Unlike wOBA, there’s a pretty significant correlation between strikeout rate and ERA, and it’s easy to see from the graph. The R² of the trendline is 0.33, although we don’t know if that tells us anything meaningful because our sample isn’t very big (I limited it to pitchers with at least 200 IP over the last three years to weed out as many relievers as possible). However, it’s safe to say there’s a (much) bigger correlation between strikeouts and pitching success than there is with offensive success, and it’s pretty obvious in the graph.

The low strikeout guys are higher up on the ERA scale, while the higher strikeout guys are further down. You start at Sidney Ponson and Sergio Mitre then ride the slide down to Zack Greinke and Tim Lincecum. It’s not a coincidence. Strikeout pitchers are the most effective because they take their defense right out of their equation. Like hitters, there’s a trade off, you can live with low strikeout totals if a pitcher does other things well. However, there’s only so much a pitcher can do to make up for it. They can generate an extreme amount of ground balls and limit walks, but even that only goes so far. If you can’t get hitters to swing and miss, you’re going to give up hits. If you give up hits, you’re going to give up runs. It’s just the way it is.

All this post does is reinforce what we already knew: you could still be a good, even great hitter despite striking out a ton, but chances are you won’t be very effective on the mound if you can’t strike out a decent amount of batters. Oh sure, there’s definitely some exceptions, but they’re few and far between. We all hate watching players strikeout when there’s ducks on the pond, but there’s so much more to the game than that.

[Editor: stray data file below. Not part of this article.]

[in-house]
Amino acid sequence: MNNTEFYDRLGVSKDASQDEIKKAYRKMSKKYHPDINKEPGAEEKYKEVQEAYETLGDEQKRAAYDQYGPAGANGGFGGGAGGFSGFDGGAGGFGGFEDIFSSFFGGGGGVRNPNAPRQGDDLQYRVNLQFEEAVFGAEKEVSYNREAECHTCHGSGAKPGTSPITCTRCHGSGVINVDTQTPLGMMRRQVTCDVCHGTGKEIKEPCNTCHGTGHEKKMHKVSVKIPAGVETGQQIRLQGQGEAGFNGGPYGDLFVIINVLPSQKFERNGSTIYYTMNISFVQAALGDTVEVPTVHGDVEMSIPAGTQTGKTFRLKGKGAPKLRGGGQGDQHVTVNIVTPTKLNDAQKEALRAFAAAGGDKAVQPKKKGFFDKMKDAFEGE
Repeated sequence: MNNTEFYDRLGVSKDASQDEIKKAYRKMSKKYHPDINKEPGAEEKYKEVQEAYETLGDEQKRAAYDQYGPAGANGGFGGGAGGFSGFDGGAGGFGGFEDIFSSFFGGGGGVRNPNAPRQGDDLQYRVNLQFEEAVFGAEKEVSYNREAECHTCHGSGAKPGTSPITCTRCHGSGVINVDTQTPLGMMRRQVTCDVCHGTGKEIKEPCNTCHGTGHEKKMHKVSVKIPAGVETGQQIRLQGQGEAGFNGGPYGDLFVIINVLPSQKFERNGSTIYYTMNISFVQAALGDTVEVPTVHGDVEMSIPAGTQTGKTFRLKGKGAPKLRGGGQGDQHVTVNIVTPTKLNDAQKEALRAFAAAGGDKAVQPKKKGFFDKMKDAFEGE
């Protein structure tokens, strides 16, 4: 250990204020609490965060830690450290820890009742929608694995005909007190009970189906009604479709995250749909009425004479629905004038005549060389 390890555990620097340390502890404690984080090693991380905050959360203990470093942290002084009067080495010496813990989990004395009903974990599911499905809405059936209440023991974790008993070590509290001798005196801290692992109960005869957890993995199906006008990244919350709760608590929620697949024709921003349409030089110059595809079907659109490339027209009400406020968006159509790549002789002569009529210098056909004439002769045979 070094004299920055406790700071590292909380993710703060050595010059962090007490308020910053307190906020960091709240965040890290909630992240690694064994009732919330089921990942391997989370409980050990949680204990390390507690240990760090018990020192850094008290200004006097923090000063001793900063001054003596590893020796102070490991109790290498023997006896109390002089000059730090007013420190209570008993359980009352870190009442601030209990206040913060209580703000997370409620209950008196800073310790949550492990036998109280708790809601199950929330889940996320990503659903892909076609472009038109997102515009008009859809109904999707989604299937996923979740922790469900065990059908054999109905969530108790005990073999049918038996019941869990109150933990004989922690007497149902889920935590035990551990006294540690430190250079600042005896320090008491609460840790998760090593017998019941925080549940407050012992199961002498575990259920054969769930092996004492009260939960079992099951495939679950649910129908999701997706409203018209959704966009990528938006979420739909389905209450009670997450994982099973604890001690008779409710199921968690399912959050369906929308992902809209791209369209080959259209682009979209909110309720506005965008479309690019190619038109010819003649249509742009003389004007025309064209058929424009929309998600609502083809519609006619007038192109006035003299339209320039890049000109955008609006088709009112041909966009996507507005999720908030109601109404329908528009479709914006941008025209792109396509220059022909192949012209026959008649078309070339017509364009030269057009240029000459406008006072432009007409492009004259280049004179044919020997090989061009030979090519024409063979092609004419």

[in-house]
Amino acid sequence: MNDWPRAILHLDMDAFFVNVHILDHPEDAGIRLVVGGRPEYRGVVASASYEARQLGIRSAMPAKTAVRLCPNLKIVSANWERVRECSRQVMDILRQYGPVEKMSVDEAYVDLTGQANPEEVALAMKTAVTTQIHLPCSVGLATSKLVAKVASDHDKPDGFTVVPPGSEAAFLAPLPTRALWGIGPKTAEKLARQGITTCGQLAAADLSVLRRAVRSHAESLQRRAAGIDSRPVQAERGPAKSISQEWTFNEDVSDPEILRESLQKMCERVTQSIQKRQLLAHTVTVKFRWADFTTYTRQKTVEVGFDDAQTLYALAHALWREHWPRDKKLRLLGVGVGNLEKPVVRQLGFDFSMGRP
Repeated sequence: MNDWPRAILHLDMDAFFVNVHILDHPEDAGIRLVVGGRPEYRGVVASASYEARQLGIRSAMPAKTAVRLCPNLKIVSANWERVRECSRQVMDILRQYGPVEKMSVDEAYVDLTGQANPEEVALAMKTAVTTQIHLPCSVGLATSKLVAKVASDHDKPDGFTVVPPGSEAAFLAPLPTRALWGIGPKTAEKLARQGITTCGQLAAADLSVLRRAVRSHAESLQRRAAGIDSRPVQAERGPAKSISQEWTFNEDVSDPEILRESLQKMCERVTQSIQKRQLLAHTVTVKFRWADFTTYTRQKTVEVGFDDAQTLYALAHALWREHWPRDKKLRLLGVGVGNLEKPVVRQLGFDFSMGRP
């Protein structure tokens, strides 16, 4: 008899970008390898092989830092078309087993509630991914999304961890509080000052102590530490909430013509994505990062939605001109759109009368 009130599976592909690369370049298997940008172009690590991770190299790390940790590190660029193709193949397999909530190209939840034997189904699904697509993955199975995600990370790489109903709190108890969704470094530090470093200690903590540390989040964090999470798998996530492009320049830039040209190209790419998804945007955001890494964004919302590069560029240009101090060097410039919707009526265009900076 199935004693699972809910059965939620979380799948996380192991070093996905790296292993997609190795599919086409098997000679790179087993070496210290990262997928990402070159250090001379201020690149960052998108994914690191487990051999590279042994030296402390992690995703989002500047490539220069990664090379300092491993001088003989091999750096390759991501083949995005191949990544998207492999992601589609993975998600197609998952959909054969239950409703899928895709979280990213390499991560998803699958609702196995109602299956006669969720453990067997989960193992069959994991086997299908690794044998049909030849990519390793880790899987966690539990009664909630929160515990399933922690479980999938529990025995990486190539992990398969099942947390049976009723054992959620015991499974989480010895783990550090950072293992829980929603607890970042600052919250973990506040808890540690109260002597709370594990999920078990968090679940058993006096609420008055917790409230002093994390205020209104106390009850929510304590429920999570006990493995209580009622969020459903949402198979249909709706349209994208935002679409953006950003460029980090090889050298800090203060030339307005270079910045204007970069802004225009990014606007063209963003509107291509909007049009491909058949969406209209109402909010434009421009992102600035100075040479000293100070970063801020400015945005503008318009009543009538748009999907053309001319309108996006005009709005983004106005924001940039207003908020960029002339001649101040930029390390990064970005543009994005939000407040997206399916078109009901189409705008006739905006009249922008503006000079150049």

Photo Credit: Kathy Willens, AP

Categories : Analysis
  • http://twitter.com/tsjc68 tommiesmithjohncarlos a/k/a Archimedes Torquemada

    (stands and applauds)

    • http://twitter.com/tsjc68 tommiesmithjohncarlos a/k/a Archimedes Torquemada

      You know what’s awesome about graphs?

      You can see them with your own eyes.

      • Jose Offerman’s Unyielding Rage

        Plus the sweet colors.

      • Tampa Yankee

        ietcvm

        Actually, I let out a nice loud “HA!” and had about 4 people in my office turn around and look at me like I’m an idiot.

    • History Teacher

      Edited by RAB: Pretty off-topic there.

      • http://twitter.com/tsjc68 tommiesmithjohncarlos a/k/a Archimedes Torquemada

        Reply FAIL.

  • gc

    Math.

    • Jose Offerman’s Unyielding Rage

      …is power.

    • http://twitter.com/tsjc68 tommiesmithjohncarlos a/k/a Archimedes Torquemada

      … my ears are burning…

    • Rose

      Anybody remember this little segment on the old PBS show “Square One”?

      http://en.wikipedia.org/wiki/Mathman (SAFE)

      • http://twitter.com/tsjc68 tommiesmithjohncarlos a/k/a Archimedes Torquemada
        • Rose

          Can’t go to Youtube, what is it? haha

          • http://twitter.com/tsjc68 tommiesmithjohncarlos a/k/a Archimedes Torquemada

            It’s a Mathman video.

            • Rose

              Gotta love Mathman…though it was a little traumatizing seeing the protagonist getting eaten and killed constantly.

              Mathnet was also great.

  • king of fruitless hypotheticals

    a few things:

    1) Damn, Mo is awesome.
    2) Damn, Tex and Arod are awesome.
    3) Damn, being a Yankee fan is awesome, and right now, I think I could play left field and the whole Yankees vs The Field bet is still distinctly Yankee leaning.
    $) Damn, Cashman is awesome.
    5) You guys are pretty damn awesome yourselves.

    oh, but Tommie…put down the coffee: coffee is for graphers.

    • vin

      Gotta give Joe Nathan some love too. He’s a great pitcher, good guy, very deferential to Mo, and doesn’t really kill the Yankees.

      • king of fruitless hypotheticals

        absolutely. if he wants to come play with mauer, he can pitch teh 8th!1! if he wants.

        surprise (for me) was K-rod. heh.